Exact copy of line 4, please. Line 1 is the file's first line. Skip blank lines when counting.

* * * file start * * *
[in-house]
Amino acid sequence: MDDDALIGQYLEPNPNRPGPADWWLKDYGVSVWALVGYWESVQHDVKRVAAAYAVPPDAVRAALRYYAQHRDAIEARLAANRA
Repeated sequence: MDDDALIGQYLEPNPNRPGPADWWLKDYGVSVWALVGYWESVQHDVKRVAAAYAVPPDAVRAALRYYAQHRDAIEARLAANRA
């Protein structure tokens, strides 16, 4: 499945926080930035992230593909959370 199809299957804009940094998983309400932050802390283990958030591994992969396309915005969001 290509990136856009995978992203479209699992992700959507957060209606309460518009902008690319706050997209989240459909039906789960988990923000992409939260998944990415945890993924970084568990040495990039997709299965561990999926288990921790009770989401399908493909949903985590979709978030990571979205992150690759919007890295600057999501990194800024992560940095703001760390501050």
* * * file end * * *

């Protein structure tokens, strides 16, 4: 499945926080930035992230593909959370 199809299957804009940094998983309400932050802390283990958030591994992969396309915005969001 290509990136856009995978992203479209699992992700959507957060209606309460518009902008690319706050997209989240459909039906789960988990923000992409939260998944990415945890993924970084568990040495990039997709299965561990999926288990921790009770989401399908493909949903985590979709978030990571979205992150690759919007890295600057999501990194800024992560940095703001760390501050």